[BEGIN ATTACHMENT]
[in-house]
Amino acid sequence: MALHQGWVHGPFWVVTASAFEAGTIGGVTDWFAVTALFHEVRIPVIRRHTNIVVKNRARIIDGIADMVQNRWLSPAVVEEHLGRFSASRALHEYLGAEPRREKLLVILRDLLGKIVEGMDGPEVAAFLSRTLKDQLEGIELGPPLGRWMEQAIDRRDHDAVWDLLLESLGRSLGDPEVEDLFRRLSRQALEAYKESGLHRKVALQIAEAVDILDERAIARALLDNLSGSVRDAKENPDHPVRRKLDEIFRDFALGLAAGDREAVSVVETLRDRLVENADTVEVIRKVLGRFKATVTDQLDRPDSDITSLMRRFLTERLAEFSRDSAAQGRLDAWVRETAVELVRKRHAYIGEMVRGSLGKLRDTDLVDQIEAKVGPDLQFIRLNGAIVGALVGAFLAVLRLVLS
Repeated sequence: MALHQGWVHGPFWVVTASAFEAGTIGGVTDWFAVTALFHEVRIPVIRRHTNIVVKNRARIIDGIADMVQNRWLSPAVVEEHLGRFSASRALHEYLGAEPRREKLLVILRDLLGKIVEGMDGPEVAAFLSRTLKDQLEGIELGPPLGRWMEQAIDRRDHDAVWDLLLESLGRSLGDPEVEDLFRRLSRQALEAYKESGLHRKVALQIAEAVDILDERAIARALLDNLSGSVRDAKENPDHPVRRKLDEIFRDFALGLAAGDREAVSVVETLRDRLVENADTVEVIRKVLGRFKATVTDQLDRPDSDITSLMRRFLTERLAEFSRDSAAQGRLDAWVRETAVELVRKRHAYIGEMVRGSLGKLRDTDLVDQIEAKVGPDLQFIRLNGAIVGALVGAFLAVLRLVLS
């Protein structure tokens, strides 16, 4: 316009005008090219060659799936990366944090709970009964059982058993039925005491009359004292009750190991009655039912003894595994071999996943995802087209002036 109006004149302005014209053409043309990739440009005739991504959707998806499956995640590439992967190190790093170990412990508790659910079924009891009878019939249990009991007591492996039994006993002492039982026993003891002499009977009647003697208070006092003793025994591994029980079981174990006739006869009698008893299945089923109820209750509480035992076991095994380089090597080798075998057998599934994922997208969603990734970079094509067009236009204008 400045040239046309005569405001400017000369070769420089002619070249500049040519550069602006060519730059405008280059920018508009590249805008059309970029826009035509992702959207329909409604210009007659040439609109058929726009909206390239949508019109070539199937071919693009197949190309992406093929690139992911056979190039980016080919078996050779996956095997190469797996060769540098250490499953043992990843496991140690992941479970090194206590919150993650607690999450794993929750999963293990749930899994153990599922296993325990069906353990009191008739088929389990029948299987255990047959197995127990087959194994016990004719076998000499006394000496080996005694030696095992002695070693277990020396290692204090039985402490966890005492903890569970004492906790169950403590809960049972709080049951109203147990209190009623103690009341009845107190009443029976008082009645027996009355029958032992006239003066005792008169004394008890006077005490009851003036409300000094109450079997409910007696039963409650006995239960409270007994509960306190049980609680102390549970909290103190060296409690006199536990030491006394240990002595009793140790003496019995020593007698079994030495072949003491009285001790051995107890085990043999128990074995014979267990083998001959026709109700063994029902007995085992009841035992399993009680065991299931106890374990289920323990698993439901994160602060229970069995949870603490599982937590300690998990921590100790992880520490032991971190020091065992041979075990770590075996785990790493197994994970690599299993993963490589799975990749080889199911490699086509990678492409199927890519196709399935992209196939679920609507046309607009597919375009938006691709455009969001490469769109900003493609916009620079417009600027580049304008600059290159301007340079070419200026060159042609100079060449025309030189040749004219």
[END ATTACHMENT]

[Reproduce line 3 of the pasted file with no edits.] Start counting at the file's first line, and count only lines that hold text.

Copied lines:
Repeated sequence: MALHQGWVHGPFWVVTASAFEAGTIGGVTDWFAVTALFHEVRIPVIRRHTNIVVKNRARIIDGIADMVQNRWLSPAVVEEHLGRFSASRALHEYLGAEPRREKLLVILRDLLGKIVEGMDGPEVAAFLSRTLKDQLEGIELGPPLGRWMEQAIDRRDHDAVWDLLLESLGRSLGDPEVEDLFRRLSRQALEAYKESGLHRKVALQIAEAVDILDERAIARALLDNLSGSVRDAKENPDHPVRRKLDEIFRDFALGLAAGDREAVSVVETLRDRLVENADTVEVIRKVLGRFKATVTDQLDRPDSDITSLMRRFLTERLAEFSRDSAAQGRLDAWVRETAVELVRKRHAYIGEMVRGSLGKLRDTDLVDQIEAKVGPDLQFIRLNGAIVGALVGAFLAVLRLVLS